In re Misik, ___ Cal.Rptr.3d ____, 197 Cal.App.4th 1065, 2011 WL 3131021 (Cal.App. Distr. 2, Aug. 9, 2011)
Court of Appeal, Second District, Division 3, California.
Thomas MISIK, Plaintiff and Appellant,
Thomas R. D'ARCO, Defendant and Respondent.
July 27, 2011.
As Modified Aug. 9, 2011.
APPEAL from an order of the Superior Court of Los Angeles County, C. Edward Simpson, Judge. Reversed with directions.
Lurie & Park, Barak Lurie and Stephen J. Weaver for Plaintiff and Appellant.
Thomas R. D'Arco, in pro. per.; Law Offices of Steven Rein and Steven Rein for Defendant and Respondent.
*1 Plaintiff Thomas Misik appeals from an order denying his motion to amend the judgment to add defendant Thomas R. D'Arco to the judgment as a judgment debtor. The judgment had found Sayrahan Group, LLC (Sayrahan) liable for breach of contract. The motion to amend the judgment relied on the alter ego doctrine to argue that the trial court should find find that D'Arco was the alter ego of Sayrahan and should hold D'Arco liable for the judgment. The trial court appears to have denied the motion to amend the judgment because it erroneously believed that procedural grounds precluded it from ruling on that motion. We hold that Code of Civil Procedure section 187 authorizes a trial court to amend a judgment to add a judgment debtor who is found to be an alter ego of a corporate defendant. The alter ego doctrine does not require proof of fraud, and can be satisfied by evidence that adherence to the fiction of the separate existence of the corporation would promote injustice. Finally, a plaintiff's failure to allege the alter ego doctrine in the underlying lawsuit does not preclude a motion to amend the judgment. We reverse the order denying the motion to amend the judgment and remand with directions to the trial court to conduct new proceedings and make a factual determination whether the elements of the alter ego doctrine are satisfied and to rule on whether to grant the motion to amend the judgment to add Thomas R. D'Arco as a judgment debtor.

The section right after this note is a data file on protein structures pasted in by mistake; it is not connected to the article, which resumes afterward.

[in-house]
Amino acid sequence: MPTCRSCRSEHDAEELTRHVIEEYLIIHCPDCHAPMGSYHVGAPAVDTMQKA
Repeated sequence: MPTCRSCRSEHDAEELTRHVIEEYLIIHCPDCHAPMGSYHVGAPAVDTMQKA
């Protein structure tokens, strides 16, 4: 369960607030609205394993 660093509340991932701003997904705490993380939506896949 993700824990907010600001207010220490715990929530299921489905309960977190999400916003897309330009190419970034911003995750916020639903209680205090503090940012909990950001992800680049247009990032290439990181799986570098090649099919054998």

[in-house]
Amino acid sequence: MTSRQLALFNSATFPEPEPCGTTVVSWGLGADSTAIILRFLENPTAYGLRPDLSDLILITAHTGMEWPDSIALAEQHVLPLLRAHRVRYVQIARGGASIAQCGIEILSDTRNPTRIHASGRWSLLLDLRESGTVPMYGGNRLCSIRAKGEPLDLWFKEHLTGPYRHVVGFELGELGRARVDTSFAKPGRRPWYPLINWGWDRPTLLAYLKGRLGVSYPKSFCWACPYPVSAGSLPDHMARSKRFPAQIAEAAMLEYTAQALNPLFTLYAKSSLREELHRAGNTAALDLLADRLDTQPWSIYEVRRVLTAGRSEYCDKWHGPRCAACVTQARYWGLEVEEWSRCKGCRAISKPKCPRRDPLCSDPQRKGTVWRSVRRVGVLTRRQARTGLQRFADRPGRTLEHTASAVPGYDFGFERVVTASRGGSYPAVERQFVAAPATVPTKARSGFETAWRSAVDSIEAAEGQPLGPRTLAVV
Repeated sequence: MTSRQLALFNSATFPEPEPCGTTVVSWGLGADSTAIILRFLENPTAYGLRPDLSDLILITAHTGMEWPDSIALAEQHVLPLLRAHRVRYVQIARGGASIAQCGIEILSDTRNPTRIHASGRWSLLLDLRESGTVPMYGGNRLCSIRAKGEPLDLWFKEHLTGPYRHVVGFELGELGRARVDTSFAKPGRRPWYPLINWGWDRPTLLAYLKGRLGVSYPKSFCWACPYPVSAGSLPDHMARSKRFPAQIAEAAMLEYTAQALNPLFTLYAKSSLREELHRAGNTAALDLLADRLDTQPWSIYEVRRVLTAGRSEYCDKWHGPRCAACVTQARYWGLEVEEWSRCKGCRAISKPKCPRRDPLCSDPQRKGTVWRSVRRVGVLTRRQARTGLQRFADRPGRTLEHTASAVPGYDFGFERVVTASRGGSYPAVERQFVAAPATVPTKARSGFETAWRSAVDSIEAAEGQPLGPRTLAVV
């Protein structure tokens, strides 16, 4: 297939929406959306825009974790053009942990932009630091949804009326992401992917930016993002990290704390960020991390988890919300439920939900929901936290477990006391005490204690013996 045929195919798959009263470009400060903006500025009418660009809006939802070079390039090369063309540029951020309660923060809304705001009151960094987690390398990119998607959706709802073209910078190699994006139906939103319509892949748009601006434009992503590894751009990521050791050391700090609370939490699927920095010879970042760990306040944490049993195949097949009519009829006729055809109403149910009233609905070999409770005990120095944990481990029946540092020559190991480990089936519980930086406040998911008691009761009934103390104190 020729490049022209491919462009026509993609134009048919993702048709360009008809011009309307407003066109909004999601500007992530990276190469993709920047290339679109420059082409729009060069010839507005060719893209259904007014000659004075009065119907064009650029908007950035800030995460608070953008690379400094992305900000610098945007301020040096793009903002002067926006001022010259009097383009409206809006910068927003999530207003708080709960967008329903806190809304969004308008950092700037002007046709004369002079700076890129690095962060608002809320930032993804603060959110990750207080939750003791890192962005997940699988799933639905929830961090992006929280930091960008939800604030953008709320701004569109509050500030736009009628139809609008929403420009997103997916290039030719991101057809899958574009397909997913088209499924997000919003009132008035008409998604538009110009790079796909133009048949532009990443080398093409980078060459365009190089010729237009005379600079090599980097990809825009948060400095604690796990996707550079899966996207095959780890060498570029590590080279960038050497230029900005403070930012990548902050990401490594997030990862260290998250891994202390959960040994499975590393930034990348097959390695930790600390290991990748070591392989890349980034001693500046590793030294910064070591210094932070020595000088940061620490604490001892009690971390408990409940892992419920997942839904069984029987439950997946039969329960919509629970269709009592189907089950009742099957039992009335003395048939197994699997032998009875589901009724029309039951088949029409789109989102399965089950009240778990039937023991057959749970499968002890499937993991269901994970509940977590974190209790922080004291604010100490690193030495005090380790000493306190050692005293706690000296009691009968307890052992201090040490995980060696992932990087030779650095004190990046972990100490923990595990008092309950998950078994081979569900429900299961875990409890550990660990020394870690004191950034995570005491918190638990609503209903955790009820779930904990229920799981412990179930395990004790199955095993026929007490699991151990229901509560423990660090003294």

FACTUAL AND PROCEDURAL HISTORY
At the behest of Martin Ballardo, Misik delivered $150,000 in exchange for two interest-bearing notes and deeds of trust. The notes identified Sayrahan as payor and promised Misik 12 percent interest payments commencing on May 17, 2007, and June 18, 2007, respectively. D'Arco signed the notes as Chief Executive Officer of Sayrahan.
Misik had never before heard of Sayrahan, and thought he was lending directly to Ballardo. Misik had not spoken with D'Arco before lending the money, did not know that D'Arco owned Sayrahan, and did not know Sayrahan was going to issue promissory notes.
After delivering loan proceeds, Misik received several post-dated checks representing interest payments. One of these checks was from D'Arco's personal account. Shortly thereafter Sayrahan stopped making payments on the notes. Misik demanded his money back from Ballardo and D'Arco, but they refused to pay him.